Cork City received its first charter in 1185 from Prince John of Norman England, and it takes its name from the Irish word corcaigh, meaning "marshy place." The original 6th-century settlement was spread over 13 small islands in the River Lee. Major development occurred during the 17th and 18th centuries with the expansion of the butter trade, and many attractive Georgian-design buildings with wide bowfront windows were
constructed during this time. As late as 1770 Cork's present-day main streets—Grand Parade, St. Patrick’s Street, and the South Mall—were submerged under the Lee. Around 1800, when the Lee was partially dammed, the river divided into two streams that now flow through the city, leaving the main business and commercial center on an island, not unlike Paris's Île de la Cité. As a result, the city has a number of bridges and quays, which, although initially confusing, add greatly to the port's unique character.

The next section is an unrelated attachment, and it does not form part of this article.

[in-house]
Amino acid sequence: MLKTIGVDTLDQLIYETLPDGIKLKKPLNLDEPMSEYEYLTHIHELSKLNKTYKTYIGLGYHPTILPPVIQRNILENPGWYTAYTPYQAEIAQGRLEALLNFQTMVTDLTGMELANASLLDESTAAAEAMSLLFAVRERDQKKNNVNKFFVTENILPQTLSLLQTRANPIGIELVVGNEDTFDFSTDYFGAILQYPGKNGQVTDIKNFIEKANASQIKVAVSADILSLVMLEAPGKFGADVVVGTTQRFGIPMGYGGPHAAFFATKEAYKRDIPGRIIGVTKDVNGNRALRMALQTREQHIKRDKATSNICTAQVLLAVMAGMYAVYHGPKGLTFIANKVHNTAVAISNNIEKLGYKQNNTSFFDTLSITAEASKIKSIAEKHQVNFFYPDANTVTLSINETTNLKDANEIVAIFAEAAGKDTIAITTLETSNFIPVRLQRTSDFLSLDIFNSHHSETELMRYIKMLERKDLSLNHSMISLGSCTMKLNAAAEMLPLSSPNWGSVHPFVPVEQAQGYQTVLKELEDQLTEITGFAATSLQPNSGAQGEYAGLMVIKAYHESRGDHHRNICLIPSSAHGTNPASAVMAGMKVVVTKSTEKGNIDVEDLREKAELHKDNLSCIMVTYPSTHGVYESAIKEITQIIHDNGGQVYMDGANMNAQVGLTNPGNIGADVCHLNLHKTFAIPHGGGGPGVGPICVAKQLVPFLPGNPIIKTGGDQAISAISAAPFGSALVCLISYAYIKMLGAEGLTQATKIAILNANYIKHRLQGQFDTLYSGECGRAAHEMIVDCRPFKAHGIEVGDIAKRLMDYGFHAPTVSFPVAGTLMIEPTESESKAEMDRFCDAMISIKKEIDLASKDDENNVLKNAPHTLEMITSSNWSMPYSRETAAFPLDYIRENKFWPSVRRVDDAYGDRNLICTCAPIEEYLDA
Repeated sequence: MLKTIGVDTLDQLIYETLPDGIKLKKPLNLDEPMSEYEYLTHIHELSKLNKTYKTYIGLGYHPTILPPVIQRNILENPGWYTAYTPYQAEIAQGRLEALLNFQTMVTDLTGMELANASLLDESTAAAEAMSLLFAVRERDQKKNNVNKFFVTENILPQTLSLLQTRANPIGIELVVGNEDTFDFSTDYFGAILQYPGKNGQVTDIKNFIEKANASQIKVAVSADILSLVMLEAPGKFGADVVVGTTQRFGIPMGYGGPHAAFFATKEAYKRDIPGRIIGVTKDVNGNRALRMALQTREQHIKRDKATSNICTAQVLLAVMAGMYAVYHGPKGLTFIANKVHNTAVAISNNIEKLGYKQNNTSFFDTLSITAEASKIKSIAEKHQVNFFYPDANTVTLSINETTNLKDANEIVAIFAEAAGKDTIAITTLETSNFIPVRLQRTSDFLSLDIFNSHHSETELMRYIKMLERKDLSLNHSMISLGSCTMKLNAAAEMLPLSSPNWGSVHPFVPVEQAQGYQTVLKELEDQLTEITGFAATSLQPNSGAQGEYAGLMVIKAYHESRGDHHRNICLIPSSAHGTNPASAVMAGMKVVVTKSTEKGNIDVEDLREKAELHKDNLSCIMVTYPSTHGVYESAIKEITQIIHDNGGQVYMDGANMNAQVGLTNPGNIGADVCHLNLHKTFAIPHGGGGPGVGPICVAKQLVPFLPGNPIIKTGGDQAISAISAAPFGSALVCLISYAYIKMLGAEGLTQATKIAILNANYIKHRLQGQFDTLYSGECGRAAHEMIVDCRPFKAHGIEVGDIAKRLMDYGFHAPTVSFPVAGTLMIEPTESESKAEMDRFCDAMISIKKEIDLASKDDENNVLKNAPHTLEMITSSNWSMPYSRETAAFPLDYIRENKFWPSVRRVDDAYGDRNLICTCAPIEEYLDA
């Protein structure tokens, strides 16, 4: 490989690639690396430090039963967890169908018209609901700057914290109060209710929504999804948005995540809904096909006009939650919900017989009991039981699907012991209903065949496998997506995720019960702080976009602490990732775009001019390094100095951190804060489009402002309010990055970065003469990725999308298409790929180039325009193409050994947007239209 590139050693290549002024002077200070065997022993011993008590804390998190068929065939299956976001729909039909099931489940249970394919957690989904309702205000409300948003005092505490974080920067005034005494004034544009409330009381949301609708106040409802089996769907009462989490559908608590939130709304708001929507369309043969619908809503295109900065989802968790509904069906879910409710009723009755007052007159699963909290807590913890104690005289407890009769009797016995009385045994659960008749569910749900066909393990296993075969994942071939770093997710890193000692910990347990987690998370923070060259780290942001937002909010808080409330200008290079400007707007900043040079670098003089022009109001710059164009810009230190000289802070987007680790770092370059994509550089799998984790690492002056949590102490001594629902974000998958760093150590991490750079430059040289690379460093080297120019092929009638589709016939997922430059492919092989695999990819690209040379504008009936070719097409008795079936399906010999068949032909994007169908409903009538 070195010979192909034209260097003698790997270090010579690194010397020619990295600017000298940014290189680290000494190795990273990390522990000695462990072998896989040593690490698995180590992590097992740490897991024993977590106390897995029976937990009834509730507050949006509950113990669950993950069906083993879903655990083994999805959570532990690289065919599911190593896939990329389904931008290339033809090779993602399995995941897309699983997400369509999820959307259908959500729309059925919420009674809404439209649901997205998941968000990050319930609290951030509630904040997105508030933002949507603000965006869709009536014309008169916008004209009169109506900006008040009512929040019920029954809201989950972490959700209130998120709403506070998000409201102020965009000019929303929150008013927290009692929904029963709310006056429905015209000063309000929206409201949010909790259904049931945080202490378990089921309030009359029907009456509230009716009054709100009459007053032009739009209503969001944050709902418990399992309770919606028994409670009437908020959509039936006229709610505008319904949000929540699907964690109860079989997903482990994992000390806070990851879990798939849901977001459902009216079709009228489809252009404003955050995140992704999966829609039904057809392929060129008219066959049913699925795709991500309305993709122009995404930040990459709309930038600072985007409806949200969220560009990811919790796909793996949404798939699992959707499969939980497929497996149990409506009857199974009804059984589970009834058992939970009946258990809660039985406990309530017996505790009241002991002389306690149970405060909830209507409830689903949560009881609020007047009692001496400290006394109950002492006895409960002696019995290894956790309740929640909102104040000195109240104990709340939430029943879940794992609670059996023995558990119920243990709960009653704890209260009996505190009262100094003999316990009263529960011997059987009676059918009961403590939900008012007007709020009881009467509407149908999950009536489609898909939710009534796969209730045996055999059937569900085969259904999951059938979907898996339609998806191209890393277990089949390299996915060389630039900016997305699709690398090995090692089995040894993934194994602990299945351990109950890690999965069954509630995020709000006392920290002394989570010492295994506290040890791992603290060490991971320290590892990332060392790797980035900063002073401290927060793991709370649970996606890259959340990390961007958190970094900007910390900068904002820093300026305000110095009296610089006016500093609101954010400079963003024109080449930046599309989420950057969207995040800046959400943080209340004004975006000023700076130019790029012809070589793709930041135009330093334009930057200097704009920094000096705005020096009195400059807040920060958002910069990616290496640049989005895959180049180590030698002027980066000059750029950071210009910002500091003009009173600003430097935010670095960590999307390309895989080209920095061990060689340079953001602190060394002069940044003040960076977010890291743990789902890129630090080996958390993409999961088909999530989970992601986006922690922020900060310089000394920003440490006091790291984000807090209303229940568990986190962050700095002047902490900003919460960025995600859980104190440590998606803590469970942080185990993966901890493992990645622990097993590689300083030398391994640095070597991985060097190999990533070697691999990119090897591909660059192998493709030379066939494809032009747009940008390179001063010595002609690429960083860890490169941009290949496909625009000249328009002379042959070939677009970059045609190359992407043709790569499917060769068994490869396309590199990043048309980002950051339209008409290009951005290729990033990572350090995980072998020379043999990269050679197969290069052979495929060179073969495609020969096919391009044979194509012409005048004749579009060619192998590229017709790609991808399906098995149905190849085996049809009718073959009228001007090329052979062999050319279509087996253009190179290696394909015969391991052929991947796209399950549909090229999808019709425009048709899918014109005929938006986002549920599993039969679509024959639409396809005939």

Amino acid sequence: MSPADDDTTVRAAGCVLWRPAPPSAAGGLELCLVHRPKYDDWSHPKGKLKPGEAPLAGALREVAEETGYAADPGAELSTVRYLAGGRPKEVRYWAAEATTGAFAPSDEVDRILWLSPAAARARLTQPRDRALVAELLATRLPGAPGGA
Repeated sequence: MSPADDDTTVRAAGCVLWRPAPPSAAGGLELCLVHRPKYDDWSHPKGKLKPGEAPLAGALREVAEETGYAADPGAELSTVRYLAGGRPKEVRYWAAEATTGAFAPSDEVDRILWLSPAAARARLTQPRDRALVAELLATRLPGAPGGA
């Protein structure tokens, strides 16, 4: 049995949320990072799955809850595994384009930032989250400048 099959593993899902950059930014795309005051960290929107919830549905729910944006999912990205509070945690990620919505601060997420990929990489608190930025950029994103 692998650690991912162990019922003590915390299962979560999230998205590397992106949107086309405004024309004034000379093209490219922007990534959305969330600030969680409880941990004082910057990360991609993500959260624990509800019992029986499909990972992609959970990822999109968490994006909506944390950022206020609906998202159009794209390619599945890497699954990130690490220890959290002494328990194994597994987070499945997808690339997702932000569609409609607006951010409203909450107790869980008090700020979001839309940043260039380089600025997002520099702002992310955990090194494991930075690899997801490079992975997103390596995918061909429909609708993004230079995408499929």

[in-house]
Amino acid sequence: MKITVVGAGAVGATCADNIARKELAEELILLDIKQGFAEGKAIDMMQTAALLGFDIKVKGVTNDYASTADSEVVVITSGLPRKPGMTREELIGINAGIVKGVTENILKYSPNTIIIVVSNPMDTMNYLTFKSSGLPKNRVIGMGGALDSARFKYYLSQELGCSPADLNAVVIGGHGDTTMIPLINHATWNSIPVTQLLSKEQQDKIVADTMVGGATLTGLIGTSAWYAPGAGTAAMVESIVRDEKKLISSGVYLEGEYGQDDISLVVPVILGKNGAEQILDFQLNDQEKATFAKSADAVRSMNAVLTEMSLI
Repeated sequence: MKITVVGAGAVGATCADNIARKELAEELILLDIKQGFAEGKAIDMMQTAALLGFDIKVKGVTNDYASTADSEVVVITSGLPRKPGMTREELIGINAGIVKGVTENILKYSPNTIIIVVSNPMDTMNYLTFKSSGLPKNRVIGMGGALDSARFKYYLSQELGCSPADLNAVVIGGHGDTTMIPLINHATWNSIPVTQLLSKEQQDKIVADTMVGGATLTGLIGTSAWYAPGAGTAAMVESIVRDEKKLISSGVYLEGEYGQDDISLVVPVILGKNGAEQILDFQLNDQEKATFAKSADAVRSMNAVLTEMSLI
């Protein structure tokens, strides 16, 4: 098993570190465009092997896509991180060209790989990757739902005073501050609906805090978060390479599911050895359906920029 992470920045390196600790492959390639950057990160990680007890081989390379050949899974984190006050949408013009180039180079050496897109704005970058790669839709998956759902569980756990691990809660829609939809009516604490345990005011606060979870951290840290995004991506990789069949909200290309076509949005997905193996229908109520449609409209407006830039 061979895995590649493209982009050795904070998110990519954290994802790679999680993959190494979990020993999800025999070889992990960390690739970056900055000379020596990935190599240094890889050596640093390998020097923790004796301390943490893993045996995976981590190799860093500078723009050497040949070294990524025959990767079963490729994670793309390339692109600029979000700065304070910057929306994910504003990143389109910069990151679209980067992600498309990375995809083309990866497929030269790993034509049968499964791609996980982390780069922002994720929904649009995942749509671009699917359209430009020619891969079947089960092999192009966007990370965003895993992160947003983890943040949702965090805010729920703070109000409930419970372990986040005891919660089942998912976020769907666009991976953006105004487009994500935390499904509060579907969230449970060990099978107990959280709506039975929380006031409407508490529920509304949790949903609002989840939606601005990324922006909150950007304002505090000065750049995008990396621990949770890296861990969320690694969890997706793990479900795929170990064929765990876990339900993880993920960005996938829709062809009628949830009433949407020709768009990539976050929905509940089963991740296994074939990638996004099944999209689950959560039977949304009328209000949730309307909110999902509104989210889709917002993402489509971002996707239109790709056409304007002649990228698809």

Cork can be very "Irish" (hurling, Gaelic football, televised plowing contests, music pubs, and peat smoke). But depending on what part of town you're in, Cork can also be distinctly itself—the sort of place where hippies, gays, and farmers drink at the same pub.